Egypt Exploration Fund [Hrsg.]
Archaeological report: comprising the work of the Egypt Exploration Fund and the progress of egyptology during the year ... — 1904-1905

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Pkogeess of Egyptology.

shows, so far as Egyptian arid Nubian Christianity are concerned, no
alterations or additions. Perhaps in such concise sketches little could
suitably be added.

The Oriental Patrology of MM. Graffin and Nau, and the Corpus of
M. Chabot, have both advertised editions of the Egyptian Jacobite
Synaxarinm, and the first of these has now begun to appear.41 Edited
by E. Basset, we may rely upon a linguistically competent publication,
so far as the two late MSS. which alone are employed, will permit. But
it is certainly a pity that so important a work—after which a separate,
complete edition of the Ethiopia text should be all but superfluous—has
been undertaken with such inadequate materials. B. acknowledges that
his edition is not a final one; but might it not have been? Many MSS.
of the text, all with interesting variations, are extant. It is surely to be
regretted that more were not used.

P. Peetees reviews the above work,42 and points out the too numerous
misreadings of the proper names, wherein it shows but small advance upon

The tradition as to S. Luke's death is twofold. The Bohairic MS. 68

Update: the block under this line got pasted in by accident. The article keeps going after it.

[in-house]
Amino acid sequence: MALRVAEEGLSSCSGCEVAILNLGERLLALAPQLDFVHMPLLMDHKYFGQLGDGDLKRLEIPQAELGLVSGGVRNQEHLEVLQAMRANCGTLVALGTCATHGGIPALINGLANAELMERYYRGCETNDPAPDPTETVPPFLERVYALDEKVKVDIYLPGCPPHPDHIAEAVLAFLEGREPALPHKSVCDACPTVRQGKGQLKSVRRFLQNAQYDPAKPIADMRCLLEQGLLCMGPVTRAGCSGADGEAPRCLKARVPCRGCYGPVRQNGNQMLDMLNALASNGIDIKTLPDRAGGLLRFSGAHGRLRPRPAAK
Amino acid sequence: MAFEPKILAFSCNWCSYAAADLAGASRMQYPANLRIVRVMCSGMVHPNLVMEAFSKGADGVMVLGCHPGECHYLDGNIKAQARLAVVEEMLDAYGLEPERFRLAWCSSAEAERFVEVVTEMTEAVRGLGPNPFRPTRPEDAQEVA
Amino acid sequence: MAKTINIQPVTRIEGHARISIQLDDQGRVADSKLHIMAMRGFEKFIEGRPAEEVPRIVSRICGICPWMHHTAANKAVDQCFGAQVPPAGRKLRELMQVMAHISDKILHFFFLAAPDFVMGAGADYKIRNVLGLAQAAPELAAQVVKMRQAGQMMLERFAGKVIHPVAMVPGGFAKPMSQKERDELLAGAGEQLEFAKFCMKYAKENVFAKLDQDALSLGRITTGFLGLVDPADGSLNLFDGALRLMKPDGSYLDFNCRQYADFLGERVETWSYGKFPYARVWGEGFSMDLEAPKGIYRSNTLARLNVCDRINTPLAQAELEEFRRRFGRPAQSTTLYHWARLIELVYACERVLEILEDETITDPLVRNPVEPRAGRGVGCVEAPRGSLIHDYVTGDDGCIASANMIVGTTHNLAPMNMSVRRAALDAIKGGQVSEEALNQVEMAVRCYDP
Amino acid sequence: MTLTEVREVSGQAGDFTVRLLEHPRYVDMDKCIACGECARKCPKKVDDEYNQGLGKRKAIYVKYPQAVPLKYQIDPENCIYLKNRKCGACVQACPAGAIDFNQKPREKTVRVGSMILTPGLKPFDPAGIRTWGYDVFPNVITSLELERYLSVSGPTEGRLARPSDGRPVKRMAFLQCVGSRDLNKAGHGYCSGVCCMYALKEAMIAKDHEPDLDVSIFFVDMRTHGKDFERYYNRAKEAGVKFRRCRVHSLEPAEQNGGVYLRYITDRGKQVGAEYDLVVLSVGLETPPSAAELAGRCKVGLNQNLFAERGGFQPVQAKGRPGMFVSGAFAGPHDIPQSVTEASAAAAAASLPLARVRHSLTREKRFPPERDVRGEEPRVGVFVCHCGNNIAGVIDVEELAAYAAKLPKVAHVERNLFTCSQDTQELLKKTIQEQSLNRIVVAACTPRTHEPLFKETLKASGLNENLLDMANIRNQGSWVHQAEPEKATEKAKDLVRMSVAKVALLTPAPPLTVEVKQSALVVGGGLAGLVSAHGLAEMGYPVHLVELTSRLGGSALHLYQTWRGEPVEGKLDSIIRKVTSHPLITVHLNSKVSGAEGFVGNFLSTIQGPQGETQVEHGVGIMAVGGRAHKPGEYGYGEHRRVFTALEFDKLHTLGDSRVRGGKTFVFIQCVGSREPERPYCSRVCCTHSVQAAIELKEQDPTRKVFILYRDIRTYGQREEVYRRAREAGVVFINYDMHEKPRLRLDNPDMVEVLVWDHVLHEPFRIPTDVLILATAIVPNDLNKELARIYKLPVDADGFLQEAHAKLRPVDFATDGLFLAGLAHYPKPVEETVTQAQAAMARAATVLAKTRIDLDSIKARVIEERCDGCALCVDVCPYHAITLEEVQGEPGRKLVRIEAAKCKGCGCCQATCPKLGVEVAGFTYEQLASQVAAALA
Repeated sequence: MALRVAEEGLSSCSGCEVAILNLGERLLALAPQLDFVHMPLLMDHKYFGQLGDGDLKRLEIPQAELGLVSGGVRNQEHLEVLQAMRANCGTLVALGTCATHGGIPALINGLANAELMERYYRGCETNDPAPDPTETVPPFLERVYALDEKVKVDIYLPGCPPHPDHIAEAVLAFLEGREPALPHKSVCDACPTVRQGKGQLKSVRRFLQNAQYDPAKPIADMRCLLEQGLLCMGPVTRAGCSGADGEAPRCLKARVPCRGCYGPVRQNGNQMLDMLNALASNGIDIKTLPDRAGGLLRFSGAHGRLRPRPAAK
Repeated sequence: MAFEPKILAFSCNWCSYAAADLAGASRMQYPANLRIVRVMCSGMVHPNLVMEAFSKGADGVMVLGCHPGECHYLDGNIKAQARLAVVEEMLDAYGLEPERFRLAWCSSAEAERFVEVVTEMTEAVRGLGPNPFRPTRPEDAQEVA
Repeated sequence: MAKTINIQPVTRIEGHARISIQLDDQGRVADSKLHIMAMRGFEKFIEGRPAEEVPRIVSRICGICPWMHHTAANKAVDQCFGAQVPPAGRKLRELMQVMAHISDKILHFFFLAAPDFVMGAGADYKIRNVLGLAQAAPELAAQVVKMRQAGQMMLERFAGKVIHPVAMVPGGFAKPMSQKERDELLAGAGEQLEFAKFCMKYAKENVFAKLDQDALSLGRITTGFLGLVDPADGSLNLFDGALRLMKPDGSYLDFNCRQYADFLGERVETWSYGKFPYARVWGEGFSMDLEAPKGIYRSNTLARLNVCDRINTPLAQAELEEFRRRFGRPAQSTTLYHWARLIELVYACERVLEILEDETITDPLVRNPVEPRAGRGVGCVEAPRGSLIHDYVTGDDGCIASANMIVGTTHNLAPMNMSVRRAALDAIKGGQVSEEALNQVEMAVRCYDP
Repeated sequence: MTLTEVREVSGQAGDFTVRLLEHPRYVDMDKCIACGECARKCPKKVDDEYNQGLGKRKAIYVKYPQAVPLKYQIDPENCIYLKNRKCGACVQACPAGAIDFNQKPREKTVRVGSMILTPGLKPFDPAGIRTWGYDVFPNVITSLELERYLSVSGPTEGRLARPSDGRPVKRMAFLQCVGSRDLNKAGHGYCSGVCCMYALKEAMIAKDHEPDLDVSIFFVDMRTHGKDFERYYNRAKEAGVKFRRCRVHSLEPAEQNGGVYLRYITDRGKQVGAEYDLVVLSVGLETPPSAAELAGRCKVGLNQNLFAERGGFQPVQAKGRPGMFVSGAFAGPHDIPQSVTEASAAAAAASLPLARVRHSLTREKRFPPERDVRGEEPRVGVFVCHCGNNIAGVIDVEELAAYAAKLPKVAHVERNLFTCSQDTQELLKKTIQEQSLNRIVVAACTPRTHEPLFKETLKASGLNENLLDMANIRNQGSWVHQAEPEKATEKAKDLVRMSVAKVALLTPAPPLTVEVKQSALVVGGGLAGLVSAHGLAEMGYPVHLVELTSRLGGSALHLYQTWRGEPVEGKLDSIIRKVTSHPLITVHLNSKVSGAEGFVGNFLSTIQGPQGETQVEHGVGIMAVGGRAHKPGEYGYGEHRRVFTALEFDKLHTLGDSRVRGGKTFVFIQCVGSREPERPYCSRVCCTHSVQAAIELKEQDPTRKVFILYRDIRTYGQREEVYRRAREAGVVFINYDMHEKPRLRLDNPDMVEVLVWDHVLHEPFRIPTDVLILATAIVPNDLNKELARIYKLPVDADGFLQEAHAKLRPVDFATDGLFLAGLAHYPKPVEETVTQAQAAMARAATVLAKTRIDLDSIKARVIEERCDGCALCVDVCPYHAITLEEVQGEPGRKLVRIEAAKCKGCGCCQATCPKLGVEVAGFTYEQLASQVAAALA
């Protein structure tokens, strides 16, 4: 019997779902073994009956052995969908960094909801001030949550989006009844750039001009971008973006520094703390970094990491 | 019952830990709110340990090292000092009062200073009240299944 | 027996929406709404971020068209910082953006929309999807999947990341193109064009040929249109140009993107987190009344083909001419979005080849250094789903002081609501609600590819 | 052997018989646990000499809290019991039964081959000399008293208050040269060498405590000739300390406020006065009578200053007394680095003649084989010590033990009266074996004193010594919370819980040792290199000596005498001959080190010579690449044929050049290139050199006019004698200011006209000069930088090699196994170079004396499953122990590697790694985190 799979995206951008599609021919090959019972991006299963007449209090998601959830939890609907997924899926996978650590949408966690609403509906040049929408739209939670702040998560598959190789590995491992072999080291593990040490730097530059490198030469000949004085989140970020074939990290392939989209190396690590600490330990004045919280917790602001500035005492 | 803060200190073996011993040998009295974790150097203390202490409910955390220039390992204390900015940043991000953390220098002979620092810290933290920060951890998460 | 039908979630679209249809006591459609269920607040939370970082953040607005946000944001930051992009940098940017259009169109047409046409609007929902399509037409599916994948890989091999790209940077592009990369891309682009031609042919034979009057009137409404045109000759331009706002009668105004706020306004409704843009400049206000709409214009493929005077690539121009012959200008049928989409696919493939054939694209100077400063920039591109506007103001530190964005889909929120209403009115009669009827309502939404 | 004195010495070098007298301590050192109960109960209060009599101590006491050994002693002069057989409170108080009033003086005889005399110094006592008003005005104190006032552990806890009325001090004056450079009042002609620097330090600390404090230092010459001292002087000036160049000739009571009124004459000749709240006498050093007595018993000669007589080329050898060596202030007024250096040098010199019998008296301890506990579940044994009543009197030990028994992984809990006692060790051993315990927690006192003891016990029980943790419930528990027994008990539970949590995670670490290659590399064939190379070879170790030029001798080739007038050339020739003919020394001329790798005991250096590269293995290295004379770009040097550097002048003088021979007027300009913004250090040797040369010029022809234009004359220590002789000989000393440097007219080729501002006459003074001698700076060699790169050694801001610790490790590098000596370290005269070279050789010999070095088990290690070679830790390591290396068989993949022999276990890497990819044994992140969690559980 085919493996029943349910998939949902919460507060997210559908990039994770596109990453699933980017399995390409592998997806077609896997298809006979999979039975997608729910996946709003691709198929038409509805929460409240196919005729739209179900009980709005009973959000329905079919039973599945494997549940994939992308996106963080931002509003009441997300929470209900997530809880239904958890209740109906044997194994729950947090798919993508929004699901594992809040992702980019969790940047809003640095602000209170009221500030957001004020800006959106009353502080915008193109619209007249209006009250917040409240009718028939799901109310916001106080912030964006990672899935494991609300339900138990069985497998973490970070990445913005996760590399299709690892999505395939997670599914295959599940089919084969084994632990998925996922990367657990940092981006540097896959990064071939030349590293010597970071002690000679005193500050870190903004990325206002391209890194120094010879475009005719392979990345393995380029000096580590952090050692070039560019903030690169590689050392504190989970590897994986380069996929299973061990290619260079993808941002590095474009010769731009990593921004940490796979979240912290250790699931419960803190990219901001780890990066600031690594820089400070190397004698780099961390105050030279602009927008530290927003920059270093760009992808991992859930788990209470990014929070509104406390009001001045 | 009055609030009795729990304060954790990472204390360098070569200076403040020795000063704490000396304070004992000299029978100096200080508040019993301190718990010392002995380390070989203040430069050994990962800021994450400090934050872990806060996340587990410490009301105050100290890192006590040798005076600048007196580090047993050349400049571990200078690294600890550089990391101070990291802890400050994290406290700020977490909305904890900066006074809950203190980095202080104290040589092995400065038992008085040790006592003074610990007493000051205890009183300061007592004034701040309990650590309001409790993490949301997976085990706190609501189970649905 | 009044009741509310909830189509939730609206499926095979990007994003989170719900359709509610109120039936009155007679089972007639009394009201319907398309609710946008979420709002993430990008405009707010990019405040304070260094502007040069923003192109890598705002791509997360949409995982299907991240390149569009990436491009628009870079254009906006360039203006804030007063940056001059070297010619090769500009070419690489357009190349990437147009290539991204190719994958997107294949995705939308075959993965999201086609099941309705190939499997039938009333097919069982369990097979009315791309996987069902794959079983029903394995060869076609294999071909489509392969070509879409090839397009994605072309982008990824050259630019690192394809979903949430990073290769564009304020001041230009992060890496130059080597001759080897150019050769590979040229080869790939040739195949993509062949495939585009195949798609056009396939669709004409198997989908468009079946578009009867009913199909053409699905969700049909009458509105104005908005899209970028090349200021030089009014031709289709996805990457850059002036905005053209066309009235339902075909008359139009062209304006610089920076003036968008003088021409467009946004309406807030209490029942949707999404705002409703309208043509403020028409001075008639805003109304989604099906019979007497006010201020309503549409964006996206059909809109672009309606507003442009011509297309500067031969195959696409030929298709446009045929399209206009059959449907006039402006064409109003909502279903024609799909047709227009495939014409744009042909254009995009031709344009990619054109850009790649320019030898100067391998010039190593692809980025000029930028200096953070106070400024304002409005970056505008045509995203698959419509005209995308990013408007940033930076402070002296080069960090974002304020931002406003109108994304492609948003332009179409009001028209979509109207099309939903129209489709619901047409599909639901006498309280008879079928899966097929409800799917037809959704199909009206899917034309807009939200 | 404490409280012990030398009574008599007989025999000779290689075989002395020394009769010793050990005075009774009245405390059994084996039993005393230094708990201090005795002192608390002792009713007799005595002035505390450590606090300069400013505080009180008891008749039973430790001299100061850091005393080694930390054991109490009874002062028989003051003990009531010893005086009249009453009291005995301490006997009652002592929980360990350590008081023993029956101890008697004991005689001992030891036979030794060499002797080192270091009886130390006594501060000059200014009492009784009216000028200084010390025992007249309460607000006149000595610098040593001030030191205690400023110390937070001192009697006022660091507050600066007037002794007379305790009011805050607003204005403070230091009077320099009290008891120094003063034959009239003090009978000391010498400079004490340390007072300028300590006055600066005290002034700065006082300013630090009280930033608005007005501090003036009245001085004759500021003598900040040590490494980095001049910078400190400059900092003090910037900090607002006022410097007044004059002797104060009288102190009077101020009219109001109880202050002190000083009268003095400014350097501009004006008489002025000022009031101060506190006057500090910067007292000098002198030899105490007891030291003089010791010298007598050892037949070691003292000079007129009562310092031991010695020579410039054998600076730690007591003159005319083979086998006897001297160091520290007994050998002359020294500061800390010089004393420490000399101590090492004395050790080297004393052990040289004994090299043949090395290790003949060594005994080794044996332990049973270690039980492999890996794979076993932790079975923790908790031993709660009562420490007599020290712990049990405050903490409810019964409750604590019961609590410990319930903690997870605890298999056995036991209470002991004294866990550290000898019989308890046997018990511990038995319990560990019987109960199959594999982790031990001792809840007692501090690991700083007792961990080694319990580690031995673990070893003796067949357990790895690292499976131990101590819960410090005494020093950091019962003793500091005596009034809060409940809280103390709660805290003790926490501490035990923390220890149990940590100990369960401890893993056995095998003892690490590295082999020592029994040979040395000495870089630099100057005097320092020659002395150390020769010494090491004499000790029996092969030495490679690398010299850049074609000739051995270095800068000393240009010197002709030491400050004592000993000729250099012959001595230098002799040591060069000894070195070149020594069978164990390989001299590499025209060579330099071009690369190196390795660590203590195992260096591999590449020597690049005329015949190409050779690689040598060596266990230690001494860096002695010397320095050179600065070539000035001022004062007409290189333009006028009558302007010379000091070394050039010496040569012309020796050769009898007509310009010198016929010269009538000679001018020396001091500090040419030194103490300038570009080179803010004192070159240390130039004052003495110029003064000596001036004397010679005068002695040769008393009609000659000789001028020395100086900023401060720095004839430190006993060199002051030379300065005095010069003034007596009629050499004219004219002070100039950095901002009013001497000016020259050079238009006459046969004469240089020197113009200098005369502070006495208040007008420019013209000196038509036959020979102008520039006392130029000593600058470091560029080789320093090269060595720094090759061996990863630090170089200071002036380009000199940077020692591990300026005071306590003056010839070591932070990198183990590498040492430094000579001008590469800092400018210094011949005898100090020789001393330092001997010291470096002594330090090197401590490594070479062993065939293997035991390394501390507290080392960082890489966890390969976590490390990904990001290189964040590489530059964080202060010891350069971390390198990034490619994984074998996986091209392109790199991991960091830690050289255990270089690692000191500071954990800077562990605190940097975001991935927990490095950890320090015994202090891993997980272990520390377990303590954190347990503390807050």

of the Vatican contains the version ending in his martyrdom, an abridge-
ment of which appears in the Synaxarinm. It is printed and translated
by Balestbi.43

From the same Bohairic MS. Gxjidi edits44 the Martyrdom of Judas-
Cyriac, bishop of Jerusalem.

Peetees identifies (as Crum had already done) the Philotheus, part
of whose martyrdom was published by Balestri, with him of the 16th
Tubeh 45

Peeeiea prints43a the Ethiopia text of the Life of the hermit Onophrius
("Abunafre "), the Coptic version of which was given by Amelineau in
Becueil vi.

The martyrdom of a certain Dioscorus (not to be found in the
Synaxarinm) is printed by Quentin 40 Only a Latin text appears to have
survived. The time is that of Diocletian : the place, Cynopolis; Culcian,
the persecuting magistrate. It is remarkable that here the role of Julius
of Akfahs is not yet Christian.

Nau has written a note upon two Scetic anchorites, Carion and
Zacharias, who figure in the Apoplithegmata (PC. 65, 249) and thence in
the Synaxarinm.^

Of texts literary rather than historical, only the Canons of Athanasius,
whereof the Arabic text is edited by Biedel and the less complete though
older Coptic (Sa'idic) by Ceum, are to be noticed this year.48 The Coptic
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